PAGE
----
One of the earliest forms of the vanity is the poudreuse, meaning “powder” in French or “duster of the man” in French slang, referring to the generous use of face powder in make up. It was a very rare example of the combination of an attached mirror and wooden case in the 18th century. Fixed mirrors were not usually a part of the dressing table until the early 19th century. The popularization of the poudreuse predated the heyday of the celebrated English dandy, George Bryan Brummel, 1778-1840, by several decades but his name became associated with the form merely because of his notoriety.
In Colonial America, having a decent place to get dressed was a serious problem. Decent mirrors, or even the decent plate glass for making them, had to be imported from England or the Continent and it was very expensive. In fact, mirrors were so dear that before the 19th century they were never actually attached to a piece of furniture in case it got bumped or broken in moving. Instead, mirrors hung on the wall or were featured as “dressing glasses,” framed on a stand and sitting on a table top or standing alone in the form of a “cheval.”
In the 17th and 18th centuries, when wigs and powder were used extensively by both men and women, dressing tables and glasses were equally shared. But the 19th century brought newer methods of making glass and the combination of mirror and dressing table began to evolve into the form known today as the “vanity,” aimed almost exclusively at the female portion of the market.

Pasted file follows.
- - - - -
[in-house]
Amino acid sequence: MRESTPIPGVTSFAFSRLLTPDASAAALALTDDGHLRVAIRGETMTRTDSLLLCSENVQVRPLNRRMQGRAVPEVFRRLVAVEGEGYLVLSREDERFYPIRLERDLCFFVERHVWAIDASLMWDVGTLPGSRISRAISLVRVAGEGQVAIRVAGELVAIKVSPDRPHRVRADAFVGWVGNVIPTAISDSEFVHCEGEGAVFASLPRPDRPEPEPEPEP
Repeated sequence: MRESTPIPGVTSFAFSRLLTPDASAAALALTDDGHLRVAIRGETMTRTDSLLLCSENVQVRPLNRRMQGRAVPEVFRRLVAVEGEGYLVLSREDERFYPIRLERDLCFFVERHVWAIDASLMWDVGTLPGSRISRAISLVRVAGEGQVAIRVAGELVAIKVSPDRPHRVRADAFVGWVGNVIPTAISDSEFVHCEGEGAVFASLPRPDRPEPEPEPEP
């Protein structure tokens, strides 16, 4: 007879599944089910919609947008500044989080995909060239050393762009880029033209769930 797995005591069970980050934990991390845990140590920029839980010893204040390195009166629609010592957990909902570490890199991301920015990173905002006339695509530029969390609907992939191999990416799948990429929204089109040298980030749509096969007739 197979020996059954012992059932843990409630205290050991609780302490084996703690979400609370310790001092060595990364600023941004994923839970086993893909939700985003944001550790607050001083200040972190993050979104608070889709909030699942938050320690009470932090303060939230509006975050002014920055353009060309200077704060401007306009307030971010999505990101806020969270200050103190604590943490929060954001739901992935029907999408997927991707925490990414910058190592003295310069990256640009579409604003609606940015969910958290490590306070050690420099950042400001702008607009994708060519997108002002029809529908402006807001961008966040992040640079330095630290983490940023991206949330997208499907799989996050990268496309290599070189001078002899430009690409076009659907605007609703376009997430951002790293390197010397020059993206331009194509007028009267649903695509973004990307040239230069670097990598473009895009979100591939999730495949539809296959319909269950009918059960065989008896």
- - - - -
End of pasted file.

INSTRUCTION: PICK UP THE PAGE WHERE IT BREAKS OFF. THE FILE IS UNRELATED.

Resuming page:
The idea of the vanity got a big boost just after mid century when the idea of marketing bedroom sets, or “suites” as they were called then, was introduced. Previously, each piece of furniture used in the bed chamber was manufactured and acquired individually, resulting in very interesting but highly eclectic decor. Late Victorian manufactured sets became all the rage, but every new set did not automatically include a vanity. The basic three-piece set sold to middle America consisted of a bed, a low dresser with a mirror and either a chest or bedside table. A vanity was available as an extra cost option, as was a small chair and a washstand or a wardrobe or chiffonier.
The most popular vanity of the 20th century was the three-mirror drop center version of the late 1910s to the 1930s.
By the turn of the 20th century, the sit-down vanity was increasingly popular, but few came along with the matching bench or stool. The 1902 Sears catalog illustrated two models, both on tall, spindly legs with a single drawer and an adjustable mirror but no seating. That would have to wait.